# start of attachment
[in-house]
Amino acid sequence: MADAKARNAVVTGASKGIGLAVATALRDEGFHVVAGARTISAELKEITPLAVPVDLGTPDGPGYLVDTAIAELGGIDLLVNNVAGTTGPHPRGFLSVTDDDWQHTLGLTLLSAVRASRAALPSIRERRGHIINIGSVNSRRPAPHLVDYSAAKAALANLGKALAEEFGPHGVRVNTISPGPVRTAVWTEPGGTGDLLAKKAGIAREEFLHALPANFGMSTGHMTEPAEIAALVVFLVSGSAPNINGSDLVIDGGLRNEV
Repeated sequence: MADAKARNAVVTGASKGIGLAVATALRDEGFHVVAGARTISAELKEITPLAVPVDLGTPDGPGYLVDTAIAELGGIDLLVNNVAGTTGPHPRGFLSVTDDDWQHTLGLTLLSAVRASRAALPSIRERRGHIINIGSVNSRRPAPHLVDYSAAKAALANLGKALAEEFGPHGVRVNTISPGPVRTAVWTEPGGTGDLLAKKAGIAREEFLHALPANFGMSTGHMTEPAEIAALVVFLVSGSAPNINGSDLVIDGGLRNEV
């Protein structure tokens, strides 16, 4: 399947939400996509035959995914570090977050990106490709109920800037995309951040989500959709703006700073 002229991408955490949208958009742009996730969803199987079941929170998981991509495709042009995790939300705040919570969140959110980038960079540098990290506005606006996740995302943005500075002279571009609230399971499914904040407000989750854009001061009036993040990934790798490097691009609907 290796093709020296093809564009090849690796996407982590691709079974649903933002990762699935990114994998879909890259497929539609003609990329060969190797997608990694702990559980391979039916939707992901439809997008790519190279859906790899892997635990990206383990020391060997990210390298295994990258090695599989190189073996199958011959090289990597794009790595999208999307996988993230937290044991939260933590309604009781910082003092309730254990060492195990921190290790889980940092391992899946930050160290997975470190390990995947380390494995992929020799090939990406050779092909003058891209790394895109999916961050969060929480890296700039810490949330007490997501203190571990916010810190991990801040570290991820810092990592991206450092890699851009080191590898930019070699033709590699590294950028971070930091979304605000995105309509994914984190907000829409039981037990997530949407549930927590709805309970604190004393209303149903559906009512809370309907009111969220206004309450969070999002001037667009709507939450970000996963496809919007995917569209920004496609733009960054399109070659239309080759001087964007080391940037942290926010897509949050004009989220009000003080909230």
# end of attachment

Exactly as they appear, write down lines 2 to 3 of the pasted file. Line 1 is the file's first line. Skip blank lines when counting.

Amino acid sequence: MADAKARNAVVTGASKGIGLAVATALRDEGFHVVAGARTISAELKEITPLAVPVDLGTPDGPGYLVDTAIAELGGIDLLVNNVAGTTGPHPRGFLSVTDDDWQHTLGLTLLSAVRASRAALPSIRERRGHIINIGSVNSRRPAPHLVDYSAAKAALANLGKALAEEFGPHGVRVNTISPGPVRTAVWTEPGGTGDLLAKKAGIAREEFLHALPANFGMSTGHMTEPAEIAALVVFLVSGSAPNINGSDLVIDGGLRNEV
Repeated sequence: MADAKARNAVVTGASKGIGLAVATALRDEGFHVVAGARTISAELKEITPLAVPVDLGTPDGPGYLVDTAIAELGGIDLLVNNVAGTTGPHPRGFLSVTDDDWQHTLGLTLLSAVRASRAALPSIRERRGHIINIGSVNSRRPAPHLVDYSAAKAALANLGKALAEEFGPHGVRVNTISPGPVRTAVWTEPGGTGDLLAKKAGIAREEFLHALPANFGMSTGHMTEPAEIAALVVFLVSGSAPNINGSDLVIDGGLRNEV